When you first get started with freelancing, even the prospect of meeting with a client is exhilarating. Every request they make, whether it’s unreasonable or not, you agree to. Lower budget than usual? No problem. Well, now’s the time to stop and recognize when you’re being exploited and how to handle it. Here are a couple situations that should trigger alarms, and how to prevent them.
Just starting out with no funds – mind partnering up?
“Partnering up” for a startup usually is not the right kind of partnership a freelancer wants. Unless you have a lot of confidence in the project, don’t take it on. A partnership as a coder, or designer, not only entails the pleasantries of whatever a partnership entails, but also the endless amounts of changes you’ll be doing free of charge since you’re working for a total percentage.
Also, because most of these “partnering up” deals are just bad ideas with no direction – if they don’t have the funding to pay off a freelancer living off pizza and ramen, then what’s to say they have funds for bigger things later on?
Overusage of “simple”, “easy”, and their cousins
“Hey, can you make me a quick little website, provide simple promotion, and create me a neat little brand for $100? It’s simple stuff really, my cousin Vinny who didn’t make it as a mobster offered to make it for $80 – but you know, the whole mobster thing..”
No, I don’t know. First of all, if they keep using the words “easy” and “simple” a lot, you already know they’re undermining your skills. The fact that the most complex thing you “coded” was a forum post with “BBCode” 4 years ago shouldn’t matter – you’re better than this.
Hey, I have future work for you, but..
Oh, they always do, don’t they? They lead you on, seduce you with a little money, and then the prospect of finding the legendary “good long-term client”.. every time, every time.. But then they drop the whole three date rule: payments are small until third or fourth project, sorry.. little funding. Forget them, now. Being lead on won’t benefit anybody.
I want you to create me a brand and a website by tomorrow, ok?
These are the clients that want everything ASAP. Fast and furious, in the most literal sense, and very uncompromising. It’s best to find someone who has some knowledge of what’s being done (not too much, more on that later), as they generally recognize the timeframe needed, costs associated with it, and as an added bonus, truly appreciates difficult work as they can understand the complexity of it. Leave the ASAP-type clients to other needy freelancers.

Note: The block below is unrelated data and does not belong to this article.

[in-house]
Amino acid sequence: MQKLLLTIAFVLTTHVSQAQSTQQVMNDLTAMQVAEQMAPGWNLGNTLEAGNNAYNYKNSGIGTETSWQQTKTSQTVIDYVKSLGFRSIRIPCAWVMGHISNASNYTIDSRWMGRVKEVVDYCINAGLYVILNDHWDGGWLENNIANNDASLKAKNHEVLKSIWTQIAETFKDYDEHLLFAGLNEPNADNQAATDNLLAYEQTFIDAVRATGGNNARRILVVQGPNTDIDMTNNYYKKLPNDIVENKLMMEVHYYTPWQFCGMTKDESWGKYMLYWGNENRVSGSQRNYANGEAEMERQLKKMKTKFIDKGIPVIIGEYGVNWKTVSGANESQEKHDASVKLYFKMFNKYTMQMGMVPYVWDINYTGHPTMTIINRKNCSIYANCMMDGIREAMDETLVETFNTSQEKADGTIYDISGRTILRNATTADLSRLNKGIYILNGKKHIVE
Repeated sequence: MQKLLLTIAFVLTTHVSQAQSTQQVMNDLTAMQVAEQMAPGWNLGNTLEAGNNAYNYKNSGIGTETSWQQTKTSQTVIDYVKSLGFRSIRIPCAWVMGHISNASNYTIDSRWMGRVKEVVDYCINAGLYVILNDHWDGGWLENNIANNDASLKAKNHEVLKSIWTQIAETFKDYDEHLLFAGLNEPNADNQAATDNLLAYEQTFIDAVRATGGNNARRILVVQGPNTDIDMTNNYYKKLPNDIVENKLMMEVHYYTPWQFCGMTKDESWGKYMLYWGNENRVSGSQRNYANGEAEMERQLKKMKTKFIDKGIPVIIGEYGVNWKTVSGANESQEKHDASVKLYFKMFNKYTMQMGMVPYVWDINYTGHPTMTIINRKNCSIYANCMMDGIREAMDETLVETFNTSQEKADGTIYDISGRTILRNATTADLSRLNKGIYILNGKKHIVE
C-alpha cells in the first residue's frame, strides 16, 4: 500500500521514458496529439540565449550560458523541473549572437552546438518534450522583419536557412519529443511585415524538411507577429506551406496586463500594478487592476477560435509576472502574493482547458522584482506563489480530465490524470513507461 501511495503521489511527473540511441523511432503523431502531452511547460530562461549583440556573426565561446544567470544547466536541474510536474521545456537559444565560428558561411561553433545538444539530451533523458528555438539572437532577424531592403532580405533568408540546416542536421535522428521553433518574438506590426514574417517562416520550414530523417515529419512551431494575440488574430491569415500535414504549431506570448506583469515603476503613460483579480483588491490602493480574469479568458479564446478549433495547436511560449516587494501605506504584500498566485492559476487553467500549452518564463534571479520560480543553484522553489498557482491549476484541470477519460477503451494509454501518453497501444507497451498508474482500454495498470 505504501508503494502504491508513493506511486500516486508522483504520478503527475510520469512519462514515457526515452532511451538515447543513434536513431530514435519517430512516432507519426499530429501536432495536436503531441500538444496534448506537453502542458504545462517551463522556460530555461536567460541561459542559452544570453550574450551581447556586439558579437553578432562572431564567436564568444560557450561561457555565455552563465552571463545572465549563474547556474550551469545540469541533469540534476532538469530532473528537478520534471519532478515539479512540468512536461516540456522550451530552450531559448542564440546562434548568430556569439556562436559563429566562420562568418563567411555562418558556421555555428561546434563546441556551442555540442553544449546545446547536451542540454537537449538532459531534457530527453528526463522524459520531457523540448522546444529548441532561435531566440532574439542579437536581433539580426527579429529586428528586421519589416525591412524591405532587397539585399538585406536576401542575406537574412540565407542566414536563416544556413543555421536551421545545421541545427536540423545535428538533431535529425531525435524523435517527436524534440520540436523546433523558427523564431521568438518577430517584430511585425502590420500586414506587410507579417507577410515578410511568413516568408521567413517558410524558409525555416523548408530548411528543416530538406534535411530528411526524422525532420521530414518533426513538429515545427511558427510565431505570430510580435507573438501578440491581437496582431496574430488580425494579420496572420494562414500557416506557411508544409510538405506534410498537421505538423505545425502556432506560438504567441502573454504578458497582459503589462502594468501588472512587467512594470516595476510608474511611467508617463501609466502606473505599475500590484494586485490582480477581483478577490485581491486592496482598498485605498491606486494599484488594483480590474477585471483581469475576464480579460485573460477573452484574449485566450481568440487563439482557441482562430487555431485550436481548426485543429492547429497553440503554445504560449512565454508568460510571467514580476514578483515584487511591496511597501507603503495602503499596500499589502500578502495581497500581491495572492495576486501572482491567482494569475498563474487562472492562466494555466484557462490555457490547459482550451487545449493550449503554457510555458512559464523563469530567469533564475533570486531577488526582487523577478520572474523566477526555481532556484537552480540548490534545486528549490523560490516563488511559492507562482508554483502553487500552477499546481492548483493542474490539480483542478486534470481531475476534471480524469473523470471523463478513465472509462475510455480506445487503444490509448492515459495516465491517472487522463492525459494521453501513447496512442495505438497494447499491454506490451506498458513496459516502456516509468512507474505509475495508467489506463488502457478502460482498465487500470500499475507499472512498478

Can’t pay deposit, maybe full upon completion?
Take a deposit, regardless of prior relationships with the client. I once told a client back for his 4th project to forget about the deposit – very big mistake. Upon finishing the designs and coding them, the client bailed – with the code and everything. Needless to say, I was extremely frustrated and painfully new to freelancing. Very new.
My rule of thumb is generally 50% upfront, 50% upon completion for first time clients, and then around 30% / 70% afterwards. Also, if the client sends an eCheck as the deposit – wait for the payment to clear before starting any work. An eCheck is a very big warning sign.
Hey, I know I didn’t mention this earlier.. but..
You’re just starting out with a client – great guy, great relationship between you two. He’s polite, respectful, and not full of it. You’re starting to feel like this could be a long term thing – but then, as you near the end of the project.. the requests start coming in. All the “Hey, I know.. but..”s, “I just think.. I can understand if..”s, and “If you don’t.. you have 3 hours to live”s type of comments start making an appearance. What do you do?
Say no. Learn the word: embrace it, love it, most importantly, learn to use it. Too often coders and designers alike honor every single request made by the client – regardless of how tedious it may be.
It’s the final stretch of the project: you want to get paid, I get it – but even so, you may have just taken the last stretch in a 800m run and turned it into 2 miles into a 26 mile marathon. The whole mindset of almost finishing, then realizing there’s more left to do leaves freelancers exhausted and desperate. Desperation leads to further exploitation – a vicious cycle that benefits nobody. Not even the client, as your work is just barely cutting it at this point.
At least charge for additional work (be it hourly or fixed – at your discretion). Just don’t be afraid in thinking that upping the original quote is unprofessional; if they’re adding to what was not originally covered in the brief, then you are simply adjusting the quote accordingly. Just be reasonable: installing a plugin shouldn’t cost $400.
All of this is from experience, and all the anecdotes are, unfortunately, not made up for usage in this post and very, painfully true. Except the death threat – I’v received lawsuits, arson threats, “spreading the word about you” threats – but no death threats.
If you didn’t read any of that, here’s a summary: always look out for when and how you’re getting the money, have some insurance (aka deposit) to be on the safe side, make sure both you and the client are on the same playing field, and most importantly, it took me 2 hours to write this article, you jerk. The least you could have done was read it..
Oh, one last point: trust your gut.
Image credit: source